I moved house last Saturday, abandoning the effeminate shut-in cum human wreckage that I used to live with to set up on my own. There are rumours circling that I’ve established some sort of love nest in a women’s university; the truth is I’m living in the neighbourhood around Sungshin Women’s University. The district is technically called Dongseon-dong or Donam-dong, but that’s too many dongs for my liking and the area takes the university’s name colloquially, and on maps. It’s a pretty sweet place for several reasons.
For one, it’s close to work, only 20 minutes by bus and a 5 minute walk. The area is a thriving mix of old red-brick, low-rise apartments, a crowded, vibrant shopping, drinking and dining district, and a lot of street stalls and markets too. Being a university town, and being a women’s university in particular, obviously there is a bit of a feminine angle to the businesses, and the streets are packed with young girls. You can cut the estrogen in the air with a pink hair-straightener but I’ll just have to cope with it somehow.
There are a lot of back-alley love motels too, which are abundant all over Seoul, but these seem to be more of the ‘discreet rendevous for couples’ rather than ‘married businessman needs a place to take his prostitute’ variety. But I’m just speculating. Despite this though, the whole place, even on a Saturday night – Korea’s big night for drinking and debauchery – the streets have a kind of family night out vibe, with lots of kids and parents about, and very little of the loud, vomit and stumble type of public drunkenness that characterises Korean nightlife.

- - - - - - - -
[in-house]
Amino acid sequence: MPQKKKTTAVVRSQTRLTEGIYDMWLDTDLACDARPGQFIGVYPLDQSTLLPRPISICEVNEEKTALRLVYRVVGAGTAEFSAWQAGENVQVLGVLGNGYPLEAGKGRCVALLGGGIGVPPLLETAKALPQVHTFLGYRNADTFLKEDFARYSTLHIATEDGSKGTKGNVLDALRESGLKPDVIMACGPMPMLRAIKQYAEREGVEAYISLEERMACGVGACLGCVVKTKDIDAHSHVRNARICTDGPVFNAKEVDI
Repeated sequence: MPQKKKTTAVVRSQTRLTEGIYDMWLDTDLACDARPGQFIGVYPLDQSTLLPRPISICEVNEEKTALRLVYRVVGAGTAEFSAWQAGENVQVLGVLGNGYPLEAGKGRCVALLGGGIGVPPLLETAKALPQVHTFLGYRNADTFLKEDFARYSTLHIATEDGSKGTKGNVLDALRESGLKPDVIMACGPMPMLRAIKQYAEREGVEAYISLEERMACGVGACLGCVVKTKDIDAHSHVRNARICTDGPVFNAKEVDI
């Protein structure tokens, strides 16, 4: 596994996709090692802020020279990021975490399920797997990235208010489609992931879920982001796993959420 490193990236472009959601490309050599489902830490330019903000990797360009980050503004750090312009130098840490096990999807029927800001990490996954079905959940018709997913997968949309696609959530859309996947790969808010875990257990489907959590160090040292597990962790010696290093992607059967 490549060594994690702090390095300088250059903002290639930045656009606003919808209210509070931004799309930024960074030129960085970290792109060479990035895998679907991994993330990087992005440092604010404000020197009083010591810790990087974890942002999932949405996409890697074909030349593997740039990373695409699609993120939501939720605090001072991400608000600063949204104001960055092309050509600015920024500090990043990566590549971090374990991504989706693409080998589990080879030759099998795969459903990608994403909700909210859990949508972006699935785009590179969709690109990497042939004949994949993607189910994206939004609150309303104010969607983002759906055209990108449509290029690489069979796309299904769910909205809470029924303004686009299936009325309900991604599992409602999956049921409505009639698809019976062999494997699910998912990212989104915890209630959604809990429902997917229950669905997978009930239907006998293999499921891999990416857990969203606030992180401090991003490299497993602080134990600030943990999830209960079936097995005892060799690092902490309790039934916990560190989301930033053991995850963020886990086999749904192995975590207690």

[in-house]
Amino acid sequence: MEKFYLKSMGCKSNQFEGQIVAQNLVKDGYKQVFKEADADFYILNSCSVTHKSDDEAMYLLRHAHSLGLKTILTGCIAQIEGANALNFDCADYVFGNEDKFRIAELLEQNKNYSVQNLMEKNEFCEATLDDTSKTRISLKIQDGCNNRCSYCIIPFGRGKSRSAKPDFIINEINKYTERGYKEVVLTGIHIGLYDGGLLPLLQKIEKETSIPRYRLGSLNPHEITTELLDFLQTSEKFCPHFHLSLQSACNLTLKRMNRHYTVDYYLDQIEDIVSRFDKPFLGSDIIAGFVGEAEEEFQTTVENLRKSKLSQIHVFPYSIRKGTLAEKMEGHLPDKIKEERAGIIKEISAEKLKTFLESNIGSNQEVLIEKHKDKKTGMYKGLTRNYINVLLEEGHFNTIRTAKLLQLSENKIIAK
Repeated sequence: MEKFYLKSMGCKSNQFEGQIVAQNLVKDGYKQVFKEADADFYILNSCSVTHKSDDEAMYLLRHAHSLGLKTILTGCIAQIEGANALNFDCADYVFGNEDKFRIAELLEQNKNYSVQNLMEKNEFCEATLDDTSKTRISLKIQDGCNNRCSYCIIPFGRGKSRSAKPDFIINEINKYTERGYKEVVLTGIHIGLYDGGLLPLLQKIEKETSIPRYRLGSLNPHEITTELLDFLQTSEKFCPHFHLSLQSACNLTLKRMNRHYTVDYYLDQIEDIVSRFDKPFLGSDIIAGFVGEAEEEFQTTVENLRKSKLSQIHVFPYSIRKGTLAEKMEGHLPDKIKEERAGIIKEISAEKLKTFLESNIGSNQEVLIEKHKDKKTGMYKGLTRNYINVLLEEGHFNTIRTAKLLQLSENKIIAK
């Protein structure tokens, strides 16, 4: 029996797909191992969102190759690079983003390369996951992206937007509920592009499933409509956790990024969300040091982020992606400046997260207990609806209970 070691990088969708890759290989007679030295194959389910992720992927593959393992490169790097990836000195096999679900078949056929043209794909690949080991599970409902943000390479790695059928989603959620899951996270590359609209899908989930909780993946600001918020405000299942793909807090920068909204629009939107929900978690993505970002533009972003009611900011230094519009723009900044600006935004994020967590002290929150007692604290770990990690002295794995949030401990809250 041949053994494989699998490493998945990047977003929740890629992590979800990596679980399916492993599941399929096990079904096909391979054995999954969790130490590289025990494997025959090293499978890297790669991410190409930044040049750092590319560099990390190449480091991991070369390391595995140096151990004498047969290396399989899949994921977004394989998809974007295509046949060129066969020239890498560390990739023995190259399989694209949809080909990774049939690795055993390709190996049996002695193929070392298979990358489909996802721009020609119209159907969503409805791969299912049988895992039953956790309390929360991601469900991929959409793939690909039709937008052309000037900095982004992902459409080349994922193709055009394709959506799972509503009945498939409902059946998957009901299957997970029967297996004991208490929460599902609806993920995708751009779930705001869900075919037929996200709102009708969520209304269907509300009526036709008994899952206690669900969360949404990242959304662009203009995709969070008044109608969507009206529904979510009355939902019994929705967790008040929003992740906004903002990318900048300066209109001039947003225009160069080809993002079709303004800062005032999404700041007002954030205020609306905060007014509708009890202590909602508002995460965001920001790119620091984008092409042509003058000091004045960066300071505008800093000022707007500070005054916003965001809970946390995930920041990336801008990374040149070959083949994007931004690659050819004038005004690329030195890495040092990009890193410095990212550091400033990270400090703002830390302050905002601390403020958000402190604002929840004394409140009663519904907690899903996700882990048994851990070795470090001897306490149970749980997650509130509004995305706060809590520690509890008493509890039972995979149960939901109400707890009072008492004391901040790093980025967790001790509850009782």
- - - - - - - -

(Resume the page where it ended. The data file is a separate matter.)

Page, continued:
My home is just near all the action, but it’s down a little alley just off the street, so it’s totally quiet. And, as per my usual requirement, there are very few foreigners in the area, which makes me feel special and I can convince myself my experience here is more ‘authentic.’ It’s kind of worrying how quickly I’ve adopted the word ‘foreigner’ as meaning ‘non-Korean.’ Although I did see two red-nosed old British gents wandering around the metro station in tweed looking like they’d taken a wrong turn at Harrods and ended up in Seoul.
My house is a one-room apartment on the ground floor of a small two-storey place – you can’t really call it an apartment complex, more like a townhouse minus the house part. Koreans call them villas. It’s quite big for a one-room by Seoul standards; I’ll be able to fit a wardrobe, a desk plus a decent table and chairs, and maybe even a couch, not to mention the mattress. Speaking of mattresses and by extension, sleep, I seem to be getting a lot more of it lately. The new location is twenty minutes closer to school than my old place, which translates to getting home earlier and waking up slightly later. This morning I got up at 5:55am and made it to work on time; I’m going to try for 6am tomorrow, an impossible sleep-in I never thought I’d get here.
I’m still working on the furnishings: currently the place is just a mattress and an ironing board – my belt is hanging off the fridge and there’s an iron in the sink. All that will change this coming weekend hopefully, with a trip to the domestic metropolis of Homeplus. Or I can keep hanging my freshly ironed shirts on the bathroom door, whatever’s easier.
Pics of the neighbourhood next update, but I might save the house until it’s presentable. That may take a while. Next update will come during the merry Chuseok holiday, and will hopefully see me sitting on the floor of another Korean apartment eating mountains of the world’s best food while old people marvel at my size and appetite.